At a regional level, a limited number of states enforce their own compliance standards for drinking water systems sold within the state. States with their own standards include California, Colorado, Iowa, Massachusetts, and Wisconsin. In most instances, states will accept an NSF certification as acceptable proof of drinking water system performance.
NSF also is an active participant in testing and certification at the international level. Countries throughout the world are developing and adopting standards for the evaluation of POU and POE drinking water treatment units. For example, the European Committee for Standardization (CEN) has been developing such standards, also referred to as European Norms, for all of Europe.
NSF/ANSI Standards for Drinking Water Treatment Units
Of the seven NSF DWTU Standards, this paper primarily focuses on the two that are applicable to POU devices employing filtration technology:
- NSF/ANSI Standard 42 – Aesthetic Effects
- NSF/ANSI Standard 53 – Health Effects
NSF/ANSI Standard 42 covers POU and POE systems designed to reduce specific aesthetic or non-health-related contaminants (such as chlorine, taste and odor, and particulates) that may be present in public or private drinking water. The scope of Standard 42 is to establish minimum requirements for material safety, structural integrity, product literature, and aesthetic, non-health related contaminant reduction performance claims. The Standard applies most commonly to carbon filtration, but it also applies to other filtration media such as ceramic filters.
It’s worth noting that a device may be certified under this and other NSF/ANSI Standards for specific contaminant reduction (e.g., chlorine) by meeting just theminimum level of reduction required by the Standard, not necessarily removing all of the contaminant present in the source water. With regard to particulate reduction, several classes are used to define the level of particulate reduction, ranging from Class VI for those devices removing coarse particulates of 50 micrometers and larger to Class I for drinking water treatment units that reduce the smallest submicron particles (i.e., 0.5 to 1.0 micron).
NSF/ANSI Standard 53 addresses POU and POE systems designed to reduce specific health-related contaminants that may be present in public or private drinking water. Standard 53 establishes minimum requirements for material safety, structural integrity, product literature, and health related contaminant reduction performance claims. The most common technology addressed by Standard 53 is carbon filtration, and the standard includes both POU and POE products. Some products fall under the scope of both Standards 42 and 53 because they claim a combination of aesthetic and health claims.
NSF tests and certifies under Standard 53 if a filter system reduces a significant amount of a specific harmful contaminant from drinking water. Such hazardous contaminants may be microbiological (including filterable cysts), chemical (including disinfection byproducts, pesticides, herbicides, and insecticides), or particulate in nature. NSF may certify that a DWTU may be effective in controlling one or more of the health effects contaminants. By carefully reviewing the performance data sheet for a product, you will be able to determine whether the device is effective in reducing many pollutants or just a few.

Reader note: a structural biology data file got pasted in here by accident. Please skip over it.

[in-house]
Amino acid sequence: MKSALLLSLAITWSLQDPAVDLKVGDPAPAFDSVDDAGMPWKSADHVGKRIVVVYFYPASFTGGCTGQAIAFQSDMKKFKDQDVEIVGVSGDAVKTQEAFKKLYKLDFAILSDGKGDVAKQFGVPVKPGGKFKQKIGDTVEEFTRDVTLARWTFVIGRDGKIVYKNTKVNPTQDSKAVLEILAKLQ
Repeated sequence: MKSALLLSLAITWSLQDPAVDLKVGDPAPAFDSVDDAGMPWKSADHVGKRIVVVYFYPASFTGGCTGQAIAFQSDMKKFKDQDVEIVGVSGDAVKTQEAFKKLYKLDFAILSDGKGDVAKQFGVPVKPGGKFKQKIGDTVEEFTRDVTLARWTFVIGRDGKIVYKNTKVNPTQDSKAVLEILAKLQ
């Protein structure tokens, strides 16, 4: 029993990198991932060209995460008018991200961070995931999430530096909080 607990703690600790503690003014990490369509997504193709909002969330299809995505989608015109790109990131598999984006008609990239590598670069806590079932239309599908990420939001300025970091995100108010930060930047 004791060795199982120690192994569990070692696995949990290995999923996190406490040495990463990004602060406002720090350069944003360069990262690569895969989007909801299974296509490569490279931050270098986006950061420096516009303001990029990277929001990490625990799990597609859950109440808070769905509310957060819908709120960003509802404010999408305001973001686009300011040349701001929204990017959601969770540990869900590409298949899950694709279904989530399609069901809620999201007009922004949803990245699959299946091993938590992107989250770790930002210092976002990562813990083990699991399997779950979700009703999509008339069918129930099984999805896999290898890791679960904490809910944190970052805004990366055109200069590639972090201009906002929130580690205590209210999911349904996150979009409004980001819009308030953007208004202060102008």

Another consideration in evaluating performance claims is to be aware of the role a Performance Indication Device (PID) plays in NSF product certification. A PID measures the actual water usage and notifies the consumer when it is time to replace the filter cartridge. A product manufacturer may incorporate a PID into the drinking water system to be able to certify the same system with a higher capacity. But just note that a drinking water filter with a PID actually is tested to 120% of the capacity claimed. Whereas without a PID, the filter is tested to 200% of the capacity claimed. In both instances, actual performance is the same.
There are several other NSF DWTU Standards applicable to water treatment that rely upon technologies other than filtration. They include:
There is one more NSF Standard to note. NSF/ANSI Standard 61 applies to drinking water treatment products but it is focused at the componentlevel rather than at the system level like the other Standards. Standard 61 typically is referenced in relation to material extraction testing conducted for municipal drinking water system components. Components certified to meet Standard 61 have been tested for material safety and, if applicable, structural integrity, but not for aesthetic and/or health claims.
Achieving NSF Standards Certification
The first step in obtaining NSF certification for a product is to submit an application to NSF along with the requisite fees and product information. Product information must include:
Many factors are considered when NSF begins its product testing. The following product testing against Standards is conducted:
- Mechanical reduction – includes cysts, turbidity, asbestos, particulates
In addition to validating the specific contaminant reduction claims, NSF tests and certifies that: